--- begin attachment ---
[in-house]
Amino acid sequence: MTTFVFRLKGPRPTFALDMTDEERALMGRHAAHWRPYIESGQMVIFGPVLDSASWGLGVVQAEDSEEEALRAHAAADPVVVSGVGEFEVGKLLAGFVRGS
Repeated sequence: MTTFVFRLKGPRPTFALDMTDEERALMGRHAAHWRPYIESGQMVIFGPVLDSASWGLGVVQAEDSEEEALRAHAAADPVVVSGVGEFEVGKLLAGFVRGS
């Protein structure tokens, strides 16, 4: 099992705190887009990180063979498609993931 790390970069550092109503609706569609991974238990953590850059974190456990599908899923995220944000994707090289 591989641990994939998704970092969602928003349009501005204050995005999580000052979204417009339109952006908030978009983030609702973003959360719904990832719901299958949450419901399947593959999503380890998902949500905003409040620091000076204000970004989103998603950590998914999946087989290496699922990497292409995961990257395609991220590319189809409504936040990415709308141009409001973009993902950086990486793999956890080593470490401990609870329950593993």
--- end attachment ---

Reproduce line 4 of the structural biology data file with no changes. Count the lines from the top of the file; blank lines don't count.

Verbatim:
């Protein structure tokens, strides 16, 4: 099992705190887009990180063979498609993931 790390970069550092109503609706569609991974238990953590850059974190456990599908899923995220944000994707090289 591989641990994939998704970092969602928003349009501005204050995005999580000052979204417009339109952006908030978009983030609702973003959360719904990832719901299958949450419901399947593959999503380890998902949500905003409040620091000076204000970004989103998603950590998914999946087989290496699922990497292409995961990257395609991220590319189809409504936040990415709308141009409001973009993902950086990486793999956890080593470490401990609870329950593993």